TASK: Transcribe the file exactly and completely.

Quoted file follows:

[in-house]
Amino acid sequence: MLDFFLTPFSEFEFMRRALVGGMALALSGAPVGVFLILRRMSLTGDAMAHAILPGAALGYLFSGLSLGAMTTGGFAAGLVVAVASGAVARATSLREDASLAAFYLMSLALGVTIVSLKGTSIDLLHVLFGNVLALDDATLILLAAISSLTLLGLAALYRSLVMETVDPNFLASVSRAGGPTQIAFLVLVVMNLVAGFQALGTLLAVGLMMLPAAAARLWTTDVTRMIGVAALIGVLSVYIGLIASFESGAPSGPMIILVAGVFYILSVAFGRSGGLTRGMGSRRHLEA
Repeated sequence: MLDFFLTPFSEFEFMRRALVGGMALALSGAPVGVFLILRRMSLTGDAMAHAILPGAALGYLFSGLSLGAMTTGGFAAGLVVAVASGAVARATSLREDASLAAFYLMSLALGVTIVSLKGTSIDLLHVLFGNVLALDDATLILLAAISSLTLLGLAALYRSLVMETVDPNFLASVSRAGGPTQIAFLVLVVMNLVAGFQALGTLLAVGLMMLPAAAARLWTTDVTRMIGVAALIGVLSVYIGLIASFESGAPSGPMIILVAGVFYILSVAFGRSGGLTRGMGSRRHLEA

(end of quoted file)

[in-house]
Amino acid sequence: MLDFFLTPFSEFEFMRRALVGGMALALSGAPVGVFLILRRMSLTGDAMAHAILPGAALGYLFSGLSLGAMTTGGFAAGLVVAVASGAVARATSLREDASLAAFYLMSLALGVTIVSLKGTSIDLLHVLFGNVLALDDATLILLAAISSLTLLGLAALYRSLVMETVDPNFLASVSRAGGPTQIAFLVLVVMNLVAGFQALGTLLAVGLMMLPAAAARLWTTDVTRMIGVAALIGVLSVYIGLIASFESGAPSGPMIILVAGVFYILSVAFGRSGGLTRGMGSRRHLEA
Repeated sequence: MLDFFLTPFSEFEFMRRALVGGMALALSGAPVGVFLILRRMSLTGDAMAHAILPGAALGYLFSGLSLGAMTTGGFAAGLVVAVASGAVARATSLREDASLAAFYLMSLALGVTIVSLKGTSIDLLHVLFGNVLALDDATLILLAAISSLTLLGLAALYRSLVMETVDPNFLASVSRAGGPTQIAFLVLVVMNLVAGFQALGTLLAVGLMMLPAAAARLWTTDVTRMIGVAALIGVLSVYIGLIASFESGAPSGPMIILVAGVFYILSVAFGRSGGLTRGMGSRRHLEA